Last updated on July 28th, 2021
An incandescent light bulb contains a wire filament through which electric current is passed so that it gets heated and glows. Surrounding the filament in the bulb there is vacuum or an inert gas which protects the filament from oxidation. Here are 25 facts about the light bulb that shed light on its history, uses, and further development.
1. Just ten percent of an incandescent light bulb’s energy produces light. The remaining ninety percent produces heat. In contrast, a CFL (Compact Fluorescent Light) bulb uses eighty percent less energy than a traditional bulb, and lasts about twelve times longer.
2. Incandescent light bulbs come in various wattages, such as 100 watts or sixty watts. The amount of energy used by the bulb each hour is determined by its wattage.
3. When looking for a new incandescent bulb, it is better to focus on its lumen rating – rather than its wattage. Lumens measure the brightness of a bulb, whereas watts just measure a bulb’s energy consumption.
4. Incandescent light bulbs were ineffective and rarely used until the 1870s, when Thomas Edison and Joseph Swan improved them. This led to the widespread use of electric bulbs in businesses and homes. The bulbs had filaments made from carbon, before tungsten filaments were introduced at the beginning of the twentieth century. Tungsten filaments produce brighter light and last longer.
5. Incandescent light bulbs were not invented by Thomas Edison. Prior to Edison’s designs, twenty-three other bulbs had been developed. For example, in 1809, electric lighting pioneer Sir Humphrey Davy produced the first ever electric arc lamp. Later, in 1820, Warren De la Rue developed the first ever incandescent light.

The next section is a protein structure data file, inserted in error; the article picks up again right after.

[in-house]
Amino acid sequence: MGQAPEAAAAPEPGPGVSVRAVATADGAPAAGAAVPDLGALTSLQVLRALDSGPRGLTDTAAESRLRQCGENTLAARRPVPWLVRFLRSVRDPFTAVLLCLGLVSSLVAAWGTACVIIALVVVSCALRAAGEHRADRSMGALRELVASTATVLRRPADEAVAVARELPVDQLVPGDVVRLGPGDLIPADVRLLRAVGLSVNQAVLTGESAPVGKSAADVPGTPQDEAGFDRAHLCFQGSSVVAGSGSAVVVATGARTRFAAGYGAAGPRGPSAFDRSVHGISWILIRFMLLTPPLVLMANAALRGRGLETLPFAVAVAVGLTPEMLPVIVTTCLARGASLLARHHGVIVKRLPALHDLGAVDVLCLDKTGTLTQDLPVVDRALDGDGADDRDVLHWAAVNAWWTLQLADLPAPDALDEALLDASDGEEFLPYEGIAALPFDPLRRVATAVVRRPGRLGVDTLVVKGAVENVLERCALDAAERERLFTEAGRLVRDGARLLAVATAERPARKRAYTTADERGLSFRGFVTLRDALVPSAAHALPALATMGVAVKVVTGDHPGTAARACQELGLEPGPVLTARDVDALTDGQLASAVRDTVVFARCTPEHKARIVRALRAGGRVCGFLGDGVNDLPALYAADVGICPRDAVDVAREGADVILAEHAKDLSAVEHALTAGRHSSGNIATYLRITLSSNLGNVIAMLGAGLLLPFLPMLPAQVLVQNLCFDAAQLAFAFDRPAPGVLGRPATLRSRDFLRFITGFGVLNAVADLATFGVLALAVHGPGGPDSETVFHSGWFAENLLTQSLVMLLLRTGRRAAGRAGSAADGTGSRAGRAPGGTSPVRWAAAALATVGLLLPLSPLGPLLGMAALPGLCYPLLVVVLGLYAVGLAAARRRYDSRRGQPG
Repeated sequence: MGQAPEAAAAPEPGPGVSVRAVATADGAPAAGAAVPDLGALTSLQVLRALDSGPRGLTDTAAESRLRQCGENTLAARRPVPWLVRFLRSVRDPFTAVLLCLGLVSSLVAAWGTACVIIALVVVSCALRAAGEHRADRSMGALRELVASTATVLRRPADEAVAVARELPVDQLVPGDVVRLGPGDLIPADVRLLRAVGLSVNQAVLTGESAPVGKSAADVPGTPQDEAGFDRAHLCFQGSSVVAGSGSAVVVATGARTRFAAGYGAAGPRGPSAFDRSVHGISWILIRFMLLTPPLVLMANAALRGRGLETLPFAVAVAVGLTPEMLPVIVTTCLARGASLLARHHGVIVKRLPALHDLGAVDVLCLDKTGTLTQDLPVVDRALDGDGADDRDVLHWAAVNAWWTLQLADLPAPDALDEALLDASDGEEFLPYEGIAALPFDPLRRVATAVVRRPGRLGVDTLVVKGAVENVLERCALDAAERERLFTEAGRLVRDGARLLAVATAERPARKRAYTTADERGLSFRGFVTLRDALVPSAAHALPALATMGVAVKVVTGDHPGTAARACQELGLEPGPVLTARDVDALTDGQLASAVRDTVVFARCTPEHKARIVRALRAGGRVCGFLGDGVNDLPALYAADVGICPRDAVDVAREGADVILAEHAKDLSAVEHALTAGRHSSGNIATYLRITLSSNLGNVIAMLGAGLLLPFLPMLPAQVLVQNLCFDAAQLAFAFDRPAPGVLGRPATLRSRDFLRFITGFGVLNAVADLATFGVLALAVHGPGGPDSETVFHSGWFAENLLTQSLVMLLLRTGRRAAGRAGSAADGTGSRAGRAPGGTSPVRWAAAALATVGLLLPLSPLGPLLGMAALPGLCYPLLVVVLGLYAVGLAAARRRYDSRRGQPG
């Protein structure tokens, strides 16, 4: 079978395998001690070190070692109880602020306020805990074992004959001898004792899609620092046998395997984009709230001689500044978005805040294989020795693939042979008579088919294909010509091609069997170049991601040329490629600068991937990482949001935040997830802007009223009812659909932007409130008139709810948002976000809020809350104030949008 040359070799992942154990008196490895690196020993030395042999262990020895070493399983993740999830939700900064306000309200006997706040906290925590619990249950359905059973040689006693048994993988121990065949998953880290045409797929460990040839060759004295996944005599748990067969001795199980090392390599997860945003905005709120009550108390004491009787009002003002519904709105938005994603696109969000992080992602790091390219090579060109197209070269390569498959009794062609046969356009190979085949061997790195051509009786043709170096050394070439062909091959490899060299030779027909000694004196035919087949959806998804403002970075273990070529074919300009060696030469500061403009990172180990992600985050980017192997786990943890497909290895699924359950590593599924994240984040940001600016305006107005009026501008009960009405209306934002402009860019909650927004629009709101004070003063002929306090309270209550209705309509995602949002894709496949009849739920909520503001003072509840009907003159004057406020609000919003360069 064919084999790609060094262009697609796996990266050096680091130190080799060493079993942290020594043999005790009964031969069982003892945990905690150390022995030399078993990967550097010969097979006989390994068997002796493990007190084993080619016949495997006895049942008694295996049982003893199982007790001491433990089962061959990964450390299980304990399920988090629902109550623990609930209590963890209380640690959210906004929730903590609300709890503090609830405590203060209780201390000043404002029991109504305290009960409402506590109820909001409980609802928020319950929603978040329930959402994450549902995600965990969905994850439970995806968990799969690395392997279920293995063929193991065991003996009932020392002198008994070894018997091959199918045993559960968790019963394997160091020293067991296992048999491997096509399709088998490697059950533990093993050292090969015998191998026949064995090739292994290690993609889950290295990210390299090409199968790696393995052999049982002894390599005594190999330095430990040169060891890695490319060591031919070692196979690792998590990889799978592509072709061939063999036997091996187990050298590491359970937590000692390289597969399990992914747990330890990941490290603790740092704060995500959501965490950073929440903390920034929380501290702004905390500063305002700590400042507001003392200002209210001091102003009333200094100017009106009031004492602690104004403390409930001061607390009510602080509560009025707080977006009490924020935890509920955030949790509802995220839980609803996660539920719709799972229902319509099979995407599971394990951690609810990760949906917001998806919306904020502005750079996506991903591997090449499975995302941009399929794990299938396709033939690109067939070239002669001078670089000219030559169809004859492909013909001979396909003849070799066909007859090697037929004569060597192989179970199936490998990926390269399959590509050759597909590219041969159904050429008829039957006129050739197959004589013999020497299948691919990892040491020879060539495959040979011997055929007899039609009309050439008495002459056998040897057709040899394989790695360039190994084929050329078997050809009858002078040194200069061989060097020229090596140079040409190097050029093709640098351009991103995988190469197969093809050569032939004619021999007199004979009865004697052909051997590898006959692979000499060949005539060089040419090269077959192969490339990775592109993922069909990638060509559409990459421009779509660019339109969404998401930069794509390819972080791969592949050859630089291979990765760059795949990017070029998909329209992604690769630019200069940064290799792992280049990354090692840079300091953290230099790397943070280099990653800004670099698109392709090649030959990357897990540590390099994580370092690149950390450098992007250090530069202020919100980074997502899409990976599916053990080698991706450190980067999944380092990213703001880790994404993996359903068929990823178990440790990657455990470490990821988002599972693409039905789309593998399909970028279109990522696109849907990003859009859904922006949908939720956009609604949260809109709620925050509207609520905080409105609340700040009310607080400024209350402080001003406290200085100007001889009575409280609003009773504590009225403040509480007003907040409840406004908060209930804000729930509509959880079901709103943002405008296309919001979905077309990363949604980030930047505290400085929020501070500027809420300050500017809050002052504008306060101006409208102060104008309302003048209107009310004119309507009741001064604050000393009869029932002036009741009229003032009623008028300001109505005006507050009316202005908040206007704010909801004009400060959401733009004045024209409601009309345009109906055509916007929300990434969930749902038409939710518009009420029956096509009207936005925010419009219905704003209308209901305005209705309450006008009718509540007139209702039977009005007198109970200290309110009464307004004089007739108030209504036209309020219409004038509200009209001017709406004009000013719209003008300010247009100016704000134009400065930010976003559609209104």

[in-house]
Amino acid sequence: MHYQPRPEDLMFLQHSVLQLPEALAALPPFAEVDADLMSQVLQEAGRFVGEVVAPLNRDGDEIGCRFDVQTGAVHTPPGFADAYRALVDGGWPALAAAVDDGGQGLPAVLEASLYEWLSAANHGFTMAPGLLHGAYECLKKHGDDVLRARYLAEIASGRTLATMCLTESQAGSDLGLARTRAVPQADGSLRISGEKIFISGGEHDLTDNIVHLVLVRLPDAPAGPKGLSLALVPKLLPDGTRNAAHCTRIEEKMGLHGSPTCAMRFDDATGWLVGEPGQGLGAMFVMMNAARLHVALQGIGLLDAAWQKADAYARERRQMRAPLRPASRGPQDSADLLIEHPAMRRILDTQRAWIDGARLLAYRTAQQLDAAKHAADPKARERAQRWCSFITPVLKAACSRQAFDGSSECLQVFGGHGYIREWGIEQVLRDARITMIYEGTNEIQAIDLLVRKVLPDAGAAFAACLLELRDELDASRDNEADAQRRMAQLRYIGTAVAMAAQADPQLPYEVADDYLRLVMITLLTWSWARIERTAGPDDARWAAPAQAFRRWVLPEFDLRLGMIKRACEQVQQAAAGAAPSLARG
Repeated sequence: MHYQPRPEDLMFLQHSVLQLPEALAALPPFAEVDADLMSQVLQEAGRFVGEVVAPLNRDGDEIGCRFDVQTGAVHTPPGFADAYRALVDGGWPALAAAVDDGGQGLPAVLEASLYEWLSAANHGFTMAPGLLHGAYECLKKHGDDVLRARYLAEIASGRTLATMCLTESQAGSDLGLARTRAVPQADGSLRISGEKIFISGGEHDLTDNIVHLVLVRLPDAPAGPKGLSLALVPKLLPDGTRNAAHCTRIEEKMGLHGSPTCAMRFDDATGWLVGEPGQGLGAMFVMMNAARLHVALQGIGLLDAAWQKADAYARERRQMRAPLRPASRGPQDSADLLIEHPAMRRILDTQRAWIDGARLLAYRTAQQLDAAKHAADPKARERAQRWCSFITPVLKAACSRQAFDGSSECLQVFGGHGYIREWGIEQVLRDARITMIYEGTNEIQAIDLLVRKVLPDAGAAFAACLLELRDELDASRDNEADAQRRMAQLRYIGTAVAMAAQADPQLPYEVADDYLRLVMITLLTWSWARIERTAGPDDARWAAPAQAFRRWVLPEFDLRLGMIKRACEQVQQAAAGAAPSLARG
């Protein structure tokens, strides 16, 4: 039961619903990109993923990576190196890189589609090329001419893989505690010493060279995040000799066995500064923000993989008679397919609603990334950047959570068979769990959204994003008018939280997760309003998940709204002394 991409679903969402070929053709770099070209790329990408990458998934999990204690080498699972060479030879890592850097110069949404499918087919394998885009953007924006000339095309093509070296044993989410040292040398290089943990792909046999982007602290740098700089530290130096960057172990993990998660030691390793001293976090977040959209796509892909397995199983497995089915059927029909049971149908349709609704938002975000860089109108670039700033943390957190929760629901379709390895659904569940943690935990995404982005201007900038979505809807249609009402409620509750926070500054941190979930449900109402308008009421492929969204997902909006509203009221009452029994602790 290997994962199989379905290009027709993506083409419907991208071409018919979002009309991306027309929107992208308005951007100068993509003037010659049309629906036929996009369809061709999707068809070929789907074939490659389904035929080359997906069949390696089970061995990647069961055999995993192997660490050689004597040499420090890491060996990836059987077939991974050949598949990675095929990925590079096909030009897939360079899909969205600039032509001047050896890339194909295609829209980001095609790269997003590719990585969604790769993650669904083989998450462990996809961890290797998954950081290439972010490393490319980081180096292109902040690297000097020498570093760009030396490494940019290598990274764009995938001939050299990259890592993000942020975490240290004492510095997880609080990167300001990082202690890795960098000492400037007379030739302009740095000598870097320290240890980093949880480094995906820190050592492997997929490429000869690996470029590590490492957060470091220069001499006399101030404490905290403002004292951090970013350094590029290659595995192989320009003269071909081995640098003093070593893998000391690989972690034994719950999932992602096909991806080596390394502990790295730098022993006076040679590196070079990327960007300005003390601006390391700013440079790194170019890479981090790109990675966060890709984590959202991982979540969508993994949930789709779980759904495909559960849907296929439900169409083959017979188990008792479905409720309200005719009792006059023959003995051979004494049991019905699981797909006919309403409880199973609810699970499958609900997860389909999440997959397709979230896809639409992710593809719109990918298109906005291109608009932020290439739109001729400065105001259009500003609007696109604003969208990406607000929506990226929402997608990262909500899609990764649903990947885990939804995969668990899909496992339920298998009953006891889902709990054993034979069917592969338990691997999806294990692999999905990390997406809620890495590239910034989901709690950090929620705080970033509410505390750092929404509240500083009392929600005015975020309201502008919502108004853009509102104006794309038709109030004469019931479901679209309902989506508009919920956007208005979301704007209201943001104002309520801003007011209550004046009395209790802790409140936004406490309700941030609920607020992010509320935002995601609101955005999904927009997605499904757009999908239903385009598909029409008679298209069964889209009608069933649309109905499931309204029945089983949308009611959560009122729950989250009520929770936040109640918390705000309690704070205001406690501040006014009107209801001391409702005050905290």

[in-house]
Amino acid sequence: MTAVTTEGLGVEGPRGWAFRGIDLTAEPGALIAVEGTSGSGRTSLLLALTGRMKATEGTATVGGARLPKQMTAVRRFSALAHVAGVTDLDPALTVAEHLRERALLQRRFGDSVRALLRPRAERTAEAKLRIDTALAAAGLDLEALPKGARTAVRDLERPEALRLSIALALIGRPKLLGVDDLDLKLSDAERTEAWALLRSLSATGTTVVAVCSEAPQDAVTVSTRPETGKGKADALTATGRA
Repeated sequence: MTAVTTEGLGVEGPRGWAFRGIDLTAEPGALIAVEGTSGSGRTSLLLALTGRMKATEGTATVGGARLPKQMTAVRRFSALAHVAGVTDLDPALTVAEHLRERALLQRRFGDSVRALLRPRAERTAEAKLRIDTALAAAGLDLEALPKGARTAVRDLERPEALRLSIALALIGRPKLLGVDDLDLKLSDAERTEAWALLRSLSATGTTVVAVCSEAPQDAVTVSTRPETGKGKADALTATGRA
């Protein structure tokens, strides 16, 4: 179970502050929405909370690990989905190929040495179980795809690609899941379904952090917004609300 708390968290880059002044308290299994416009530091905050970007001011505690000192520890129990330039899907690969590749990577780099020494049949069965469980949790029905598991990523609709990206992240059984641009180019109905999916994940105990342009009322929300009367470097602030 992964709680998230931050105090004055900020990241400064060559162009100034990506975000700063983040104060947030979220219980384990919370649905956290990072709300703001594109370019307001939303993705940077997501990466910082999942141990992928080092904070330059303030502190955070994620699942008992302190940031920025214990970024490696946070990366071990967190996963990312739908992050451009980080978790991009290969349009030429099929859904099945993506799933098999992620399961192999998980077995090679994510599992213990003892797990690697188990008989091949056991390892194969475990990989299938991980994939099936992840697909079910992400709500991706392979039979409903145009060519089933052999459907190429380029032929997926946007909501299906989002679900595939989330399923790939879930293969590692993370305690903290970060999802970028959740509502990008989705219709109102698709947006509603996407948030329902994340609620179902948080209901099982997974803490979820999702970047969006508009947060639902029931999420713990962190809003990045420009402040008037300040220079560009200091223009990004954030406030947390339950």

6. Originally, light bulb filaments had a dimmer glow than today’s filaments and were wound more loosely. Early light bulbs were easy on the eye, with a yellow/orange glow and twisted filament loops.
7. Pele, the legendary Brazilian footballer, was named in honor of electricity pioneer Thomas Edison. His parents named him Edson Arantes (dropping the ‘i’), and Pele was just a childhood nickname.
9. In comparison to other forms of lighting, incandescent bulbs have a shorter lifespan. Typically, a home light bulb will last for about 1000 hours. In contrast, LEDs and compact fluorescents will last for at least 20,000 hours and 10,000 hours respectively. LED lamps, high intensity discharge lamps and fluorescent lamps can be used to replace incandescent bulbs.
10. Irving Langmuir discovered that it was possible to double the efficiency of light bulbs by putting an inert gas, such as nitrogen, inside them. After this breakthrough in 1913, scientists made further enhancements over the next four decades that made incandescent bulbs more efficient and more affordable.
11. Halogen lamps are incandescent lamps, with capsules holding a specific composition of halogen gas around the heated filaments. This boosts the efficiency of the lamps, because they use less energy than normal incandescent bulbs – although they are more expensive.
12. To protect them from the air, filaments of incandescent light bulbs are kept inside the glass. Then, air inside the bulbs is substituted for harmless noble gas, such as argon or neon. Alternatively, the air is extracted using a vacuum.